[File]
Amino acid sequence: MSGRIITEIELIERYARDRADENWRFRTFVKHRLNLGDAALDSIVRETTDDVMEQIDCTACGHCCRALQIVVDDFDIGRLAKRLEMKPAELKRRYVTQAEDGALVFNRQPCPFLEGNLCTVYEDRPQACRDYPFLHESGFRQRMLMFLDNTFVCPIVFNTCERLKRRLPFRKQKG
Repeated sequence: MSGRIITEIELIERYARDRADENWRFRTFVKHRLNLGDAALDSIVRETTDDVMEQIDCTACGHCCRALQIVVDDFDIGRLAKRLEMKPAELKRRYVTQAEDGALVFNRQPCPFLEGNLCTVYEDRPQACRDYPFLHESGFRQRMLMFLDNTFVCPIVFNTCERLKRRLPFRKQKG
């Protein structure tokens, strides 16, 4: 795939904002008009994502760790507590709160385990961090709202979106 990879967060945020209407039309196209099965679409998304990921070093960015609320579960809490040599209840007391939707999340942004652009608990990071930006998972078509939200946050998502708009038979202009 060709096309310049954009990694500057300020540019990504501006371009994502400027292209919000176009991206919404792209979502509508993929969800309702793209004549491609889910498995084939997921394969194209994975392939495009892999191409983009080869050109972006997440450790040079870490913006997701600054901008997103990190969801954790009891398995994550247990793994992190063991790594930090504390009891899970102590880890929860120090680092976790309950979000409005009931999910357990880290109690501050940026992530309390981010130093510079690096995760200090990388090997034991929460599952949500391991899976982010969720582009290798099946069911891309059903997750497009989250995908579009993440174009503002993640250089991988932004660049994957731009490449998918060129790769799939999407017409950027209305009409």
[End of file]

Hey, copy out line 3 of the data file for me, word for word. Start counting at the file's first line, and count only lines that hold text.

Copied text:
């Protein structure tokens, strides 16, 4: 795939904002008009994502760790507590709160385990961090709202979106 990879967060945020209407039309196209099965679409998304990921070093960015609320579960809490040599209840007391939707999340942004652009608990990071930006998972078509939200946050998502708009038979202009 060709096309310049954009990694500057300020540019990504501006371009994502400027292209919000176009991206919404792209979502509508993929969800309702793209004549491609889910498995084939997921394969194209994975392939495009892999191409983009080869050109972006997440450790040079870490913006997701600054901008997103990190969801954790009891398995994550247990793994992190063991790594930090504390009891899970102590880890929860120090680092976790309950979000409005009931999910357990880290109690501050940026992530309390981010130093510079690096995760200090990388090997034991929460599952949500391991899976982010969720582009290798099946069911891309059903997750497009989250995908579009993440174009503002993640250089991988932004660049994957731009490449998918060129790769799939999407017409950027209305009409």